Transmission Control Protocol (TCP)
If the Internet Protocol (IP) is thought of as the protocol for getting information
from a sending machine to a receiving machine, then Transmission Control Protocol (TCP) can be
thought of as directing the transmitted packet to the correct program on the receiving machine.
As you might imagine, it is important to be able to identify
both where the receiver is and what the packet is for, so TCP
and IP are almost an inseparable pair: TCP/IP.
Each program/utility/service on a machine is assigned a port
number. Coupled with an IP address, we can now uniquely
identify a specific program on a specific machine.
The other thing that TCP is crucial for is guaranteeing delivery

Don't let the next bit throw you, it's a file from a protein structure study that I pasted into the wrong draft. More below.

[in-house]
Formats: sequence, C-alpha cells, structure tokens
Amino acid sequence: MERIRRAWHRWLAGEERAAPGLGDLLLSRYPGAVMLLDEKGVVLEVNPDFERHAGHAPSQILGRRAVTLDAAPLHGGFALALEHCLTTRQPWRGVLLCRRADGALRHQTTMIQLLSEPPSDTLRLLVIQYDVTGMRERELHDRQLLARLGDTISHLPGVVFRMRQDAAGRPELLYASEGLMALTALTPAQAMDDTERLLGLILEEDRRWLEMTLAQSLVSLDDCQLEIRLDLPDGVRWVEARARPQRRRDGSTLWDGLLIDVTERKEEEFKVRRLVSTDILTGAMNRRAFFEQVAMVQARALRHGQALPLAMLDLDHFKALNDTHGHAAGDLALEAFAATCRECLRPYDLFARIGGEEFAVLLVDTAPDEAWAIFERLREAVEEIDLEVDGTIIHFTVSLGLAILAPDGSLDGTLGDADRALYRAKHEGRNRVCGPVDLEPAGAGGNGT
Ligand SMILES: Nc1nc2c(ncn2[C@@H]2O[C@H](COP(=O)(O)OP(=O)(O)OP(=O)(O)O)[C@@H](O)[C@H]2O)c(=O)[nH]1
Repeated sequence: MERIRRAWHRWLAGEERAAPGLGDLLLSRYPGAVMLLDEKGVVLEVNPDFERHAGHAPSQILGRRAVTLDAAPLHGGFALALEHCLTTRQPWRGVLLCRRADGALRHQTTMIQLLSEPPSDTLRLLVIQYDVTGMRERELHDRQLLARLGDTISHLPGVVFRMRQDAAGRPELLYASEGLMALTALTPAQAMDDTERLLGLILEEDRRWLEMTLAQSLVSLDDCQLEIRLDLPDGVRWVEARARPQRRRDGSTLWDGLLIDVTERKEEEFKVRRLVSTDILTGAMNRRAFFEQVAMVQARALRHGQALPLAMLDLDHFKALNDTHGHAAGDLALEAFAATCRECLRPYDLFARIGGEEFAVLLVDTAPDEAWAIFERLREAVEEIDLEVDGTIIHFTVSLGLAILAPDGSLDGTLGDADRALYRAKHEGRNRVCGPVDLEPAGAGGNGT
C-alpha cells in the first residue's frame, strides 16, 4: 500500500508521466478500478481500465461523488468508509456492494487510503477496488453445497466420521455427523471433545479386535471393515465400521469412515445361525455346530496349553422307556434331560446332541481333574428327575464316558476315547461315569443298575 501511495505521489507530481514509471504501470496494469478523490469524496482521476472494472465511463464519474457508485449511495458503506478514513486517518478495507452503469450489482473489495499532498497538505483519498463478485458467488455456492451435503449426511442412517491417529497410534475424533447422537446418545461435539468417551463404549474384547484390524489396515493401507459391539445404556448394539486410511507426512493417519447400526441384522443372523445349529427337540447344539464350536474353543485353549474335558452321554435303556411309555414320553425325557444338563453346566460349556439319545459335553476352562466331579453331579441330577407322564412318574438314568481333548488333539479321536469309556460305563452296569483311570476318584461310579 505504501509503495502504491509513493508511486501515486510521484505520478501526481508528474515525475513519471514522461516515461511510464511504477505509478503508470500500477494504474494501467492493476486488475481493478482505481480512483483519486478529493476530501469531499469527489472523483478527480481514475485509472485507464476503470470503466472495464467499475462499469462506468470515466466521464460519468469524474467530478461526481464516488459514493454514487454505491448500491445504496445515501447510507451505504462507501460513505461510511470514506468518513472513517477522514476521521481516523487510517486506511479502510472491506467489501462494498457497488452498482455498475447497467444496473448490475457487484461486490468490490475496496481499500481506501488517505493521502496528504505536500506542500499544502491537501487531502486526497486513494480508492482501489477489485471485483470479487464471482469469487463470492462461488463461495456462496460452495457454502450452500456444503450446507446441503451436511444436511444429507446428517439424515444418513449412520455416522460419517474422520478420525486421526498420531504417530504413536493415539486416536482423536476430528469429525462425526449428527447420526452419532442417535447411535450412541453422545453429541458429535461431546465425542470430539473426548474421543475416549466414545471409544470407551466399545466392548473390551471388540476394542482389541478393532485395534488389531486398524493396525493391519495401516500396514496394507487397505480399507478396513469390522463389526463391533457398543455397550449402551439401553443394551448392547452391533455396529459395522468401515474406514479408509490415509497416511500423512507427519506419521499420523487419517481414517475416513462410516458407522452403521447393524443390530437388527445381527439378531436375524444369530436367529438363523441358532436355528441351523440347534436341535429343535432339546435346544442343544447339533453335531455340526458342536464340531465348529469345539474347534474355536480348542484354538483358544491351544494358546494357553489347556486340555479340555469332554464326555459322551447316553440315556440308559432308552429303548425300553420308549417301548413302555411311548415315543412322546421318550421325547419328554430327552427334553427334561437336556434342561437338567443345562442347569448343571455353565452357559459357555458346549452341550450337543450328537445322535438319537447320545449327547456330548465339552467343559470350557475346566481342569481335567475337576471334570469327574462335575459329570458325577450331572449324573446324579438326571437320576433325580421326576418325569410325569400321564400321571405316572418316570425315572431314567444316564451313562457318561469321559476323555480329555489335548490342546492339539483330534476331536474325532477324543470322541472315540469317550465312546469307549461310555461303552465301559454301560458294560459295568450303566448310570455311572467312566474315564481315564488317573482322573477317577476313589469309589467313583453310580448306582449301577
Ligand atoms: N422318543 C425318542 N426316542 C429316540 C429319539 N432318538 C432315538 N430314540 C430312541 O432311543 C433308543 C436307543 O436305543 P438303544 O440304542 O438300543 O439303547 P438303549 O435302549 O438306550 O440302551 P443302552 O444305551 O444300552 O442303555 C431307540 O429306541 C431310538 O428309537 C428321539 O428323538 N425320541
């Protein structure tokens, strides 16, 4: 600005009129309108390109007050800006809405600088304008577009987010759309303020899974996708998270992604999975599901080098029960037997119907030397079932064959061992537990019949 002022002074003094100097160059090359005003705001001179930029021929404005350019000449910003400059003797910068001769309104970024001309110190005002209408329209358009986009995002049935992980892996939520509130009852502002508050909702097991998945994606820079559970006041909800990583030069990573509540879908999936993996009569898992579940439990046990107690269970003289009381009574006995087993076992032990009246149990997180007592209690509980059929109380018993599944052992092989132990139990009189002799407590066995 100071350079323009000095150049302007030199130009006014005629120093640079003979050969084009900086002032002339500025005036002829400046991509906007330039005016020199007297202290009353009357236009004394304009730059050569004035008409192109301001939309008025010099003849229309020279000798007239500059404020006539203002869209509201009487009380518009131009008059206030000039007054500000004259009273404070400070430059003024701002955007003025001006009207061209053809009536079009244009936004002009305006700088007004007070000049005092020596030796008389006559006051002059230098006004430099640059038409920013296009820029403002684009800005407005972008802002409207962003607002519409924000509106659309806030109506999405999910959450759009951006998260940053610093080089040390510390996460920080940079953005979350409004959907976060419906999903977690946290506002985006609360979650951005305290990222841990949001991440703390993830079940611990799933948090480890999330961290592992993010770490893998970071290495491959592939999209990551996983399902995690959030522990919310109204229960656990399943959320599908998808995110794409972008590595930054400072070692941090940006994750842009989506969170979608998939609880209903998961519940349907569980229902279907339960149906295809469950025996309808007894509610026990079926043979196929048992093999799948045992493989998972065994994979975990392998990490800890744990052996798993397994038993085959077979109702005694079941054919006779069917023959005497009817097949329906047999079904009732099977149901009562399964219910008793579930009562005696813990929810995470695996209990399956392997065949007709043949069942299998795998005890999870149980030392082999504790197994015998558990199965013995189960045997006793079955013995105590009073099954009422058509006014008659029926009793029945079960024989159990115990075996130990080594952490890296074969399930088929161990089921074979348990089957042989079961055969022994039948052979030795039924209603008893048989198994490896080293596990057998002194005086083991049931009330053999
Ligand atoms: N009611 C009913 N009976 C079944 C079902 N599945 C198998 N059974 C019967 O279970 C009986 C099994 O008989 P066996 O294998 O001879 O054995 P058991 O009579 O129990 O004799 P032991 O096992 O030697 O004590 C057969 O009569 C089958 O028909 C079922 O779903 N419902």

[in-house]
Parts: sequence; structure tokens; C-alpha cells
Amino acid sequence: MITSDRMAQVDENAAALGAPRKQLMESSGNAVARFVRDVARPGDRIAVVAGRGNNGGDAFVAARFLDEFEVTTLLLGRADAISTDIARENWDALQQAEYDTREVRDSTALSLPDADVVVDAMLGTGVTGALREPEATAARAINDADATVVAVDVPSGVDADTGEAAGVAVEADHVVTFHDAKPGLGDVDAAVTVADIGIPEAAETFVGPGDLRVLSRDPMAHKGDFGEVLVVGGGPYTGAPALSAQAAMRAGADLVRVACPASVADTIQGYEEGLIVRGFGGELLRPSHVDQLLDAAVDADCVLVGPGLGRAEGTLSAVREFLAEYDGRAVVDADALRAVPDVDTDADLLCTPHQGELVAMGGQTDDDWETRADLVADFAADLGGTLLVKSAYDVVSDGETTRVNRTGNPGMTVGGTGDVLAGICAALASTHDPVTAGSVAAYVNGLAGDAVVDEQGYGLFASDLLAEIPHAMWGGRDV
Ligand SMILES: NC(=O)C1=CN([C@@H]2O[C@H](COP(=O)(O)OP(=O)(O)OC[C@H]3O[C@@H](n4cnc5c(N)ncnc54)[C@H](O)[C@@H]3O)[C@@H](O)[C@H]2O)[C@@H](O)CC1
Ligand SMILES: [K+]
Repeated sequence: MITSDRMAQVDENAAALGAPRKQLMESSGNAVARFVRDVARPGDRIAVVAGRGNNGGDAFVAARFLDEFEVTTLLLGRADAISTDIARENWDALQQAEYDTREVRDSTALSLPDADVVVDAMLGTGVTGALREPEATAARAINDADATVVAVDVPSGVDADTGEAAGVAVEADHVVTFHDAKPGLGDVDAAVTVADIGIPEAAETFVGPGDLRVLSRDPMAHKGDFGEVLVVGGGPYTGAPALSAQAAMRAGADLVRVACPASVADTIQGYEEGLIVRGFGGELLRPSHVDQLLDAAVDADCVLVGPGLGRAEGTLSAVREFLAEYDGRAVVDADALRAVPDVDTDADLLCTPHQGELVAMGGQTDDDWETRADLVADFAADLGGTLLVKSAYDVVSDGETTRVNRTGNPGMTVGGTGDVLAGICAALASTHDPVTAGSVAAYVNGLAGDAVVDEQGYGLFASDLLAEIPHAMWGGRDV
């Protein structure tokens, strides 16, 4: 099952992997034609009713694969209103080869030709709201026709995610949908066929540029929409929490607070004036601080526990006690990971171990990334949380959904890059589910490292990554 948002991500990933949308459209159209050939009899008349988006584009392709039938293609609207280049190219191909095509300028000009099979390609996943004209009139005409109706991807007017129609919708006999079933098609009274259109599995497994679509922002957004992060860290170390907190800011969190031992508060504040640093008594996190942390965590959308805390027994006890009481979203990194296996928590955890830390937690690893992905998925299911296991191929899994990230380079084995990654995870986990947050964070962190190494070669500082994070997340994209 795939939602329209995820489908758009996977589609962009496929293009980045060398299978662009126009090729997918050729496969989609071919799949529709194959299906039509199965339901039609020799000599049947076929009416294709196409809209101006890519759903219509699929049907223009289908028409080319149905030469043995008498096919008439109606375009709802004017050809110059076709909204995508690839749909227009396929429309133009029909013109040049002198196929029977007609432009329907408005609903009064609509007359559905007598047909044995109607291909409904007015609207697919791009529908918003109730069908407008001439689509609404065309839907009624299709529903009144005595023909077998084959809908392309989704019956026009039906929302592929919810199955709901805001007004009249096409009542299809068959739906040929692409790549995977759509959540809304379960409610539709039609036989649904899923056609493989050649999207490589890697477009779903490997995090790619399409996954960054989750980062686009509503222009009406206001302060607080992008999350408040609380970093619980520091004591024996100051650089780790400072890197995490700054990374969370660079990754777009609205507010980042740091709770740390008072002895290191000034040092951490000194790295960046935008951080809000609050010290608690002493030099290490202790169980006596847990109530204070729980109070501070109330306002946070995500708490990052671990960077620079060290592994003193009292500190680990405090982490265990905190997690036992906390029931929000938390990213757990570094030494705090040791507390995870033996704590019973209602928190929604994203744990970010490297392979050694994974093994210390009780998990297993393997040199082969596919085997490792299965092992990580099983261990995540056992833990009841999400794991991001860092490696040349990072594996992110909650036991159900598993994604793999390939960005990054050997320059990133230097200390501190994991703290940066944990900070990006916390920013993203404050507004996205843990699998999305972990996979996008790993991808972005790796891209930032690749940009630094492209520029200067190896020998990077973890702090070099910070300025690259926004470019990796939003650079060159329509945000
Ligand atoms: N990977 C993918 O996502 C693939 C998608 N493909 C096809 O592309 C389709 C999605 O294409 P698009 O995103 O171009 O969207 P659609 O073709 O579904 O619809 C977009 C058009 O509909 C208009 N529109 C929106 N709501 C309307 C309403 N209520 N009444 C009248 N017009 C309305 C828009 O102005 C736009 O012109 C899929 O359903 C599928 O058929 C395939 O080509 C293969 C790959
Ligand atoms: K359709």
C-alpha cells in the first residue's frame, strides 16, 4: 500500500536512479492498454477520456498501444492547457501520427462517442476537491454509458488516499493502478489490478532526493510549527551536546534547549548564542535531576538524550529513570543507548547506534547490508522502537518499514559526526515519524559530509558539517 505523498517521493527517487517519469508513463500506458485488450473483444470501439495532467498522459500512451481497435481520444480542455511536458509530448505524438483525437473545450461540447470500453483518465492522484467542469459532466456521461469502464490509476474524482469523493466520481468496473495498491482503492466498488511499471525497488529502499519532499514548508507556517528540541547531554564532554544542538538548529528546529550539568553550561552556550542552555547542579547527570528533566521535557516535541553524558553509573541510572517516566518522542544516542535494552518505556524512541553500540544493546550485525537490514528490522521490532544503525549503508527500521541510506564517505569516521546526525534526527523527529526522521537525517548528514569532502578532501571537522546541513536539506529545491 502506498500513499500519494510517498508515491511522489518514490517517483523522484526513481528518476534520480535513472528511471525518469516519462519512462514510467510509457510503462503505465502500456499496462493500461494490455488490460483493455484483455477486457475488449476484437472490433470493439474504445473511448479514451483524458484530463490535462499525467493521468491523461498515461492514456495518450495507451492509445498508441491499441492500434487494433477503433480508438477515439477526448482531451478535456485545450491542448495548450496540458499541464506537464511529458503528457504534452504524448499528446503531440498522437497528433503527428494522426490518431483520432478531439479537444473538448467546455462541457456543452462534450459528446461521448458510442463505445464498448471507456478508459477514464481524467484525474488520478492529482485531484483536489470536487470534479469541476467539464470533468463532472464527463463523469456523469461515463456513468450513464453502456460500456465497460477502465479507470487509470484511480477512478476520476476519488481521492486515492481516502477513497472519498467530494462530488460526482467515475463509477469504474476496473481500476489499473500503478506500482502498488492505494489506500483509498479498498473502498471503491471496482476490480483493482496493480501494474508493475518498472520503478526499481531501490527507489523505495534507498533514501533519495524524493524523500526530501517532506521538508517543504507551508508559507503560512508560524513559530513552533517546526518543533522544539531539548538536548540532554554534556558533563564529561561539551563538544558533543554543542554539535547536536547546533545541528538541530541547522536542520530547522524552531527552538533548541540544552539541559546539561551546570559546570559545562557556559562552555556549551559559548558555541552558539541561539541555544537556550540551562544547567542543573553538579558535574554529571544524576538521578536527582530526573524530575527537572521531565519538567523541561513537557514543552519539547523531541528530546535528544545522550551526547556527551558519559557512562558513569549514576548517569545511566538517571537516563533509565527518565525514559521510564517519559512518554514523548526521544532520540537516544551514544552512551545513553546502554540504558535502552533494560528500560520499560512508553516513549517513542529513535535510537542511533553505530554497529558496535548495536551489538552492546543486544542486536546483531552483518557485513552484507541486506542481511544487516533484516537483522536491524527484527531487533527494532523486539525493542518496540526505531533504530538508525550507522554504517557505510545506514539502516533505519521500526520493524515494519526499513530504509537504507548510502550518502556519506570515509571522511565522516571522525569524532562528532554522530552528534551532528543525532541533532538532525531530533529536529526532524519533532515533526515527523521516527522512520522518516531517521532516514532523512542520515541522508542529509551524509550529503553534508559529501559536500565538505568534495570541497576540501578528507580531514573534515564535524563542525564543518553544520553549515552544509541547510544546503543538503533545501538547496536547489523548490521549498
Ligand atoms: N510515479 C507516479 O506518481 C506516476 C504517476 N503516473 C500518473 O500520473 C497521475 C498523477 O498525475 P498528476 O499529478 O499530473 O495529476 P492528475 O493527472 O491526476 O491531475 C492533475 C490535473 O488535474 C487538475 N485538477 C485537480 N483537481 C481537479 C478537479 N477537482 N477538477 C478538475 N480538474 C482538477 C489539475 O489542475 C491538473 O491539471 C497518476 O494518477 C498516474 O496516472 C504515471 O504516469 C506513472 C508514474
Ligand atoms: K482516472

of packets, which IP alone does not do.
TCP does this by including information about how many
packets the receiver should expect to get, and in what order,
and transmitting that information alongside the data.
Steps of the TCP/IP process
When a program goes to send data, TCP breaks it into smaller
chunks and communicates those packets to the computer's
network software, adding a TCP layer onto the packet.
IP routes the individual packets from sender to receiver;
this info is part of the IP layer surrounding the packet.
When the destination computer gets the packet, TCP looks at the
header to see which program it belongs to; and since the routes
packets take may differ, TCP also must present those packets to the
destination program in the proper order.
If at any point along the way a router delivering information
using the Internet Protocol dropped a packet, TCP would use
additional information inside the headers to request that the
sender pass along the extra packet so it could complete assembly.
After the packets have arrived, TCP ensures they are organized
the correct order and can then be reassembled into the
intended unit of data and delivered to the correct service.